Tuesday, February 15, 2005

Why We Love Our Governor

Perusing the Drudge Report this afternoon, we noticed this headline: "California Considers Taxing Drivers -- By The Mile." Our initial reaction was that this was likely another instance of the California legislature attempting to penalize citizens who do things like drive environmentally unfriendly cars under the guise of curbing pollution. Think of it as a morality tax, similar to the taxes states place on cigarettes: the equivalent of a punitive tax on SUVs in an effort to prevent people from buying them, because, as we all know, anyone who drives an SUV hates the environment and deserves to be punished. In years past, stories like these were doubly troubling, because it was likely such measures would be passed into law. Today, however, our first thought was: the Governor would never let that happen.

Yes, we mean Arnold Schwarzenegger.

Schwarzenegger has restored a healthy dose of common sense to the statehouse, and not a moment too soon. Under Gray Davis it had been a haven for liberals looking to test out their radical (and often debilitating, economically and otherwise) ideas on the people of California. That's part of the reason that the state was in such bad shape when Davis was recalled back in 2003, and why Schwarzenegger was the perfect man to replace him. Yes, he is the most politically astute politician California has seen since Ronald Reagan, but good political instincts don't necessarily mean you'll do a good job once you're elected. The reason the Governor has started to turn the state around isn't all that complicated: unlike most of the elected officials in Sacramento, he has a lot of common sense. And he's not afraid to use it.

We think it's partly due to his background, growing up around communism in Austria, then coming to the United States with little more than his insatiable drive to be the best. He made his money the old-fashioned way: by earning it. He knows what it takes to build a successful business, and he understands why small businesses are vital to the state's health, economically and otherwise. He's lived, worked, and succeeded in the real world; unlike career politicians or those who have never worked in the private sector, Schwarzenegger doesn't need a bevy of "experts" to tell him what works and what doesn't. Thank goodness he has veto power over any crazy idea to come out of the General Assembly.

* * *

After reading the article about the per-mile tax, we realized that our assumption was incorrect. It seems that as more and more people buy hybrid cars that use considerably less gasoline, states are concerned that they will bring in less revenue from their gasoline tax. As a possible replacement, Oregon is testing a new "per-mile" tax measured by a GPS system installed on the car itself.

If the gas tax is intended to be equivalent to a service fee for using the state's roads and highways, it makes sense that a per-mile tax would be a better gauge of what that fee ought to be, as it factors out the wildly divergent miles-per-gallon rates of various types of automobiles.

However, it should be noted that integral to this tax being levied is the state knowing, at all times, where your car is. From a community safety/law enforcement standpoint, that might be a good thing, but in terms of civil liberties, it certainly is not. Also subject to debate is the nature of the gas tax itself -- is it really meant to be a road use fee, or is it meant to be a tax on gas? We thought it was a tax on gas. We're aware that taxes go toward the construction and upkeep of our roads and highways, but we didn't realize the relationship was so direct. (Nor should it be, in our opinion.) Changing the tax seems to be a way for states to maintain their revenue levels. But we don't think the purpose of taxation is so that the government ensures it brings in x amount of dollars, regardless of the particulars of each tax.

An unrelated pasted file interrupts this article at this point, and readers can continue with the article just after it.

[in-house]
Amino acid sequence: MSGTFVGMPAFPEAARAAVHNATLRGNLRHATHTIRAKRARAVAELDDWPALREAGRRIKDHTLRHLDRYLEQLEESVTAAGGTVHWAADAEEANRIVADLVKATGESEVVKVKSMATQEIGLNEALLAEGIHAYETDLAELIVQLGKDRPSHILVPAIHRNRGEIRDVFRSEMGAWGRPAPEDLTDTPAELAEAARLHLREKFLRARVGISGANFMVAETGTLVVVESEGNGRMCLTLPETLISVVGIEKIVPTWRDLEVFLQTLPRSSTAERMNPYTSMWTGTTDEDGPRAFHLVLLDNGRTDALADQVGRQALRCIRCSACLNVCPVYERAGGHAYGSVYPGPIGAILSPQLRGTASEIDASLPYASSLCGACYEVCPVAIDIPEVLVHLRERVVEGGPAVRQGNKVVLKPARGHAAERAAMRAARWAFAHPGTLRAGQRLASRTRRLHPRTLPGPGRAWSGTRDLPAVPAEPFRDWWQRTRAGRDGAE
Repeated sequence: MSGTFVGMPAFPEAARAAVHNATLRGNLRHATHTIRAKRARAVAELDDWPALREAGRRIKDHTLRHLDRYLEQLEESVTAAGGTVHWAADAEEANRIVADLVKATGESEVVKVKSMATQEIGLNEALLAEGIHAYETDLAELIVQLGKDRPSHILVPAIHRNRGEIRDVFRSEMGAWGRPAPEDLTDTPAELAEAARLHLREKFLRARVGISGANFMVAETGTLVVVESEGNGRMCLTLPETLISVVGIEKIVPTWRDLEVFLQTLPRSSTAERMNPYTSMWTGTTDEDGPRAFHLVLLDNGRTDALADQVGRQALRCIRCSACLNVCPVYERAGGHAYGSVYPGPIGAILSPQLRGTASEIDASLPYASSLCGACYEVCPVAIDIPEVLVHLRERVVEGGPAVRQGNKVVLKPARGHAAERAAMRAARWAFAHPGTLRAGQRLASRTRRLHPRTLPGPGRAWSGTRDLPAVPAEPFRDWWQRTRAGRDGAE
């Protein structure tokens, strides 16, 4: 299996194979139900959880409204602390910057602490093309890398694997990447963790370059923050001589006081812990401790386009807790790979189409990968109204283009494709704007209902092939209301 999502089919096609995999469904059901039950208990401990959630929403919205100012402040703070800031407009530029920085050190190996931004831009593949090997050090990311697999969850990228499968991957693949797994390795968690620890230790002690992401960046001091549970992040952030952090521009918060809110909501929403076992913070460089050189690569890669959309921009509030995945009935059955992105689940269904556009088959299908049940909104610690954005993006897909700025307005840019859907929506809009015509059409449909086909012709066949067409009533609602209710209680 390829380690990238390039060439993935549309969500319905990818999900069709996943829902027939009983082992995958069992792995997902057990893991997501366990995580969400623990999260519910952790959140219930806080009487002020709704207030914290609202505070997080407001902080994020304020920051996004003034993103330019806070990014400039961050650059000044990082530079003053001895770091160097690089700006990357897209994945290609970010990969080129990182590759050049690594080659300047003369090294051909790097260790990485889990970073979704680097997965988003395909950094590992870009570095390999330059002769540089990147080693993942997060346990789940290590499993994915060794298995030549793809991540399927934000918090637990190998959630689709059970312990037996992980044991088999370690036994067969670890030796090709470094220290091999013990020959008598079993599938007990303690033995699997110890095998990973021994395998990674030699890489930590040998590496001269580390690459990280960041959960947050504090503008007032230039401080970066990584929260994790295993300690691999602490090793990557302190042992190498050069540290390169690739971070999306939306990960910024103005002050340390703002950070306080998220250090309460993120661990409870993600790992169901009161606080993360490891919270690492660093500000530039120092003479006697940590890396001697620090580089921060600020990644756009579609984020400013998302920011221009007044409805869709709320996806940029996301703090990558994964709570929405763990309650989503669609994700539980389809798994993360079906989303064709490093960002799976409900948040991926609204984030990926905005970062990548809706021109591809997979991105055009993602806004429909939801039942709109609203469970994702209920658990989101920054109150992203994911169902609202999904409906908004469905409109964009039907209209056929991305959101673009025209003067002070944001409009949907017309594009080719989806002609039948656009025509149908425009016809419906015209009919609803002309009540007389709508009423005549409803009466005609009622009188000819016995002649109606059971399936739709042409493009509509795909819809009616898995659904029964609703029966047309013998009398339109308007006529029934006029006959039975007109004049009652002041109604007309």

Replacing the gas tax also eliminates part of the reason why people are buying higher-mileage hybrids in the first place. Certainly states don't want to discourage their citizens from buying these more environmentally-conscious automobiles.

We admit, however, that if states are intent on obtaining the amount of revenue they're accustomed to by whatever means necessary, the per-mile tax being discussed is preferable to the alternative, which is simply increasing the gas tax -- an unlikely move but not out of the realm of possibility. Doing anthing that raises the price of gas, especially now, is not going to be a popular move, but it could be justified by a politician as an environmentally important measure in that it would potentially spur on more citizens to buy hybrids. But that would penalize anyone without a hybrid (most of us) or the means to buy one (again, most of us).

So, what's the best move? We're not sure. But we know one thing: as long as Schwarzenegger's in office, we don't have to worry about every kook proposal discussed in the statehouse being signed into law anymore. And that's why, next year, we think the Governator will be soundly re-elected...that is, elected for his first full term.

2 Comments:

Blogger Sheik Yerbootie said...

Here in the Nutmeg State, our Govenatress, the Honorable Jodi Rell, has proposed an additional .06ยข per gallon tax for this next budget. We already pay more than any other state per gallon. Additionally, we have a tax the tax system in which all taxes are added to the gallon price and then 6% sales tax on that total.

Another correction - the Oregon DOT is using GPS as a baseline developer and test. Using GPS would run into major privacy problems never mind the technical problems.

This is actually something that I feel is very practical and would work very well. It just seems that it's such a good idea that it will never fly.

3:57 AM  
Blogger Dean Barnett said...

Nice post! Very well done.

4:38 AM  

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